Yes, the agreement allows for up to 400 tonnes a year to be sold. But as we mentioned in an earlier essay, this 400 tonne limit allows for the IMF to sell its 403 tonnes anyway it wishes under this agreement, in one shot, or over the period in dribs and drabs, whichever way they want to go. So this 400 tonne limit would seem to be for the benefit not of the signatories, but for the IMF!
Might Western central banks turn buyers instead? Two points must be made here:
- The Agreement is an agreement to limit sales of gold and makes no reference to Buying Gold;
- The original purpose of selling the gold was to support the newly launched currency, the Euro.
Now it is well established there is no reason to sell more gold, particularly when one considers how against national interests past sales have been shown to be by a rising Gold Price.
With gold having risen nearly fourfold since the first CBGA (the "Washington Agreement" of 10 years ago), gold has proved itself as an invaluable reserve asset since the turn of the century. The problem is that the United States and Europe are totally committed to paper currencies, with only a hidden and almost unrecognized backing of gold. Gold Bullion in this role is only designed for use in case of emergency ("in extremis"). For the US or Europe to be seen to be Buying Gold would be an admission of failure of the paper currency system. So while they will no longer be sellers of gold, we doubt they will be buyers in the next couple of years.
Their support of the Gold Price comes then from the termination of their sales, removing what was up to 400 tonnes supply from the market. But will any central banks outside the CBGA buy gold?
Russia has stated it wants to see 10% of its reserves in gold, but that is now several thousand tonnes of gold, just not available at anything like current prices. The Kremlin is also on record as having bought in the open market. They have bought up to four tonnes a month this year (including nine tonnes in August alone) and from the end of 2008. But they have made no announcement on whether they have been Buying Gold from local producers before it reaches the open market. If they are buying locally, then the amount of one tonne a week they are buying in the open market must be in addition to this. We will have to wait until the evidence is before us before we can say they bought over 300 tonnes this year.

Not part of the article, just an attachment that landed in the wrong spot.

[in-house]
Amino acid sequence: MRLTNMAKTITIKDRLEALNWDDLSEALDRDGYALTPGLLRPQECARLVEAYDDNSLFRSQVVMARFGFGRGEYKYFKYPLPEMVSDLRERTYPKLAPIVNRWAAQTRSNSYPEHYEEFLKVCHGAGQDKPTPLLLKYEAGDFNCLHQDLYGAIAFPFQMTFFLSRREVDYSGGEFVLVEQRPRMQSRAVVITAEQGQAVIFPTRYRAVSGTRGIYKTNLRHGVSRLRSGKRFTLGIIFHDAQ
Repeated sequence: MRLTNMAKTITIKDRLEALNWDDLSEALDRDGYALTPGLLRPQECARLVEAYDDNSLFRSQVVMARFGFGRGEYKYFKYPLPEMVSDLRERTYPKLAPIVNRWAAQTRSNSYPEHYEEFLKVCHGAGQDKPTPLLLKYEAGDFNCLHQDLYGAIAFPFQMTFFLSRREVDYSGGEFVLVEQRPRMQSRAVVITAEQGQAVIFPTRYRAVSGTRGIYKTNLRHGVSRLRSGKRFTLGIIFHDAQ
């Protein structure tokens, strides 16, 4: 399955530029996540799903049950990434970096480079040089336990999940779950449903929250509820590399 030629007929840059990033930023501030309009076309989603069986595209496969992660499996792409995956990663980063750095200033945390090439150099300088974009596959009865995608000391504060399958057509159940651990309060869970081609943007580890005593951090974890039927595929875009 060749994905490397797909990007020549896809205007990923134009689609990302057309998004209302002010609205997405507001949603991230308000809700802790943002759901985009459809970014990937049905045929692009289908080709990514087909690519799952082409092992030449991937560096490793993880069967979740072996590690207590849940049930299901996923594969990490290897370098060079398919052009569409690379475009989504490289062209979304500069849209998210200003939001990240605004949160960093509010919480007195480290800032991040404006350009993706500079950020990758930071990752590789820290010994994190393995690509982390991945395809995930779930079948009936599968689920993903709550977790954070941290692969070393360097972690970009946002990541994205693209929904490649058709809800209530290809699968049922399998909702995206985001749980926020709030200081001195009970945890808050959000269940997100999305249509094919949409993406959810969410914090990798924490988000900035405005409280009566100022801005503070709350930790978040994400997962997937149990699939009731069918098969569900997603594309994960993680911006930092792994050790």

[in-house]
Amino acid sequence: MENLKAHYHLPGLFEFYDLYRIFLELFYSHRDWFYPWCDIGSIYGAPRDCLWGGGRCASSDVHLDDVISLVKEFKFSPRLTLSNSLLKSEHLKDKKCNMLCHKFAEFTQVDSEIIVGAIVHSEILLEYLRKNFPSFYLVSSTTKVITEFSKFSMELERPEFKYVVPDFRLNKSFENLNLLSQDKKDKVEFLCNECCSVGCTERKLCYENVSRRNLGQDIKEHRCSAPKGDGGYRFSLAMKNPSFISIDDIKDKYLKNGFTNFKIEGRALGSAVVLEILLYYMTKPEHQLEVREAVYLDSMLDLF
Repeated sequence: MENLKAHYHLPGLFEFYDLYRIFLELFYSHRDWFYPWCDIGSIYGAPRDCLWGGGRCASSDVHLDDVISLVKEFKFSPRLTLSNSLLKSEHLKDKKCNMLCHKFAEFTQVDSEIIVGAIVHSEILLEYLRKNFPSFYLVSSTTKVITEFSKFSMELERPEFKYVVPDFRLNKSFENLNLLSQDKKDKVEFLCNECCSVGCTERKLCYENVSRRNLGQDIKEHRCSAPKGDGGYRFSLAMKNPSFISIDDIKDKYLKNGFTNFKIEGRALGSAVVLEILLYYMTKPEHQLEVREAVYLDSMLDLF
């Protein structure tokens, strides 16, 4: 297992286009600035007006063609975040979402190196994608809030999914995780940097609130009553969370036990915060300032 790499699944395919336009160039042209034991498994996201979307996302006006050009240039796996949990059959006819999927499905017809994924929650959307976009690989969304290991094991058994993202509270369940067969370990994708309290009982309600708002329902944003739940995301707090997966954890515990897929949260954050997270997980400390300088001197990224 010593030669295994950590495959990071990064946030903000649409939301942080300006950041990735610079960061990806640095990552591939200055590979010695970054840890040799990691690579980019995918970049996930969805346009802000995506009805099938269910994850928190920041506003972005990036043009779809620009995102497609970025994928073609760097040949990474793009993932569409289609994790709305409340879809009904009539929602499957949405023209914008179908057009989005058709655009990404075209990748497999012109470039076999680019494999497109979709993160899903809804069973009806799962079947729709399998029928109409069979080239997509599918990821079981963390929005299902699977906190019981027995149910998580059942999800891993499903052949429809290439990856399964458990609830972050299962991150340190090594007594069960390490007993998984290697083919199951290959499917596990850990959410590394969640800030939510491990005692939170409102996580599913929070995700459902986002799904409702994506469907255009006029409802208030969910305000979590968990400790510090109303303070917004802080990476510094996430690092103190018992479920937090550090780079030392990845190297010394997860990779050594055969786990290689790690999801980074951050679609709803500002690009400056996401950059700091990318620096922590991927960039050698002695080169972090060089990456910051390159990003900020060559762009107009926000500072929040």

As for China, at one point Beijing held only 300 tonnes in its gold and foreign exchange reserves. Then an announcement was made that they had doubled this to 600. Now this year, they again announced that they had been Buying Gold at the rate of 91 tonnes a year.
This reserve level is 1,054 tonnes at present, but the Chinese way of accounting and buying allows for new purchases to be hidden. This past week, we heard Siwei Cheng of the Chinese government, quoted by the UK press, saying "Gold is definitely an alternative, but when we buy, the price goes up. We have to do it carefully so as not stimulate the market."
Why is this extraordinary? Because Chinese gold mines produce the most gold in the world each year, and Beijing – like the Kremlin – can also buy from local producers, without causing a ripple in the market place.
Unless China buys in the open market, it cannot of course "stimulate the market" except in the longer term, due to the reduction in supply. It certainly does not make sense to buy in the open market without buying local production first. While it is an assumption, at the moment, it appears that China is buying at least 91 tonnes a year (as they reported). With local production estimated at over 270 tonnes, it looks like they may be buying between 90 and 360 tonnes a year.
Will other non-Western central banks start to Buy Gold? We know that South Africa has stated that they are gold buyers, but not yet revealed the amount. We believe that other central banks will become buyers if their currency reserves are in a surplus position to do so. Should the Dollar crash, falling to worse than $1.60 per Euro, it is more than likely than many central banks will become buyers, but we will only know this after the event.
While Russia and China are buying, the pressure on other banks to Buy Gold is growing as the Dollar and other currencies become subject to difficult questions. So we do believe that gold already is attractive to central banks. They will keep silent on this at all times because of the fear of "stimulating" the market. Nevertheless their actions and inactions are supporting if not raising the Gold Price.
Looking to Buy Gold today? Make it simple, secure and cost-effective at BullionVault...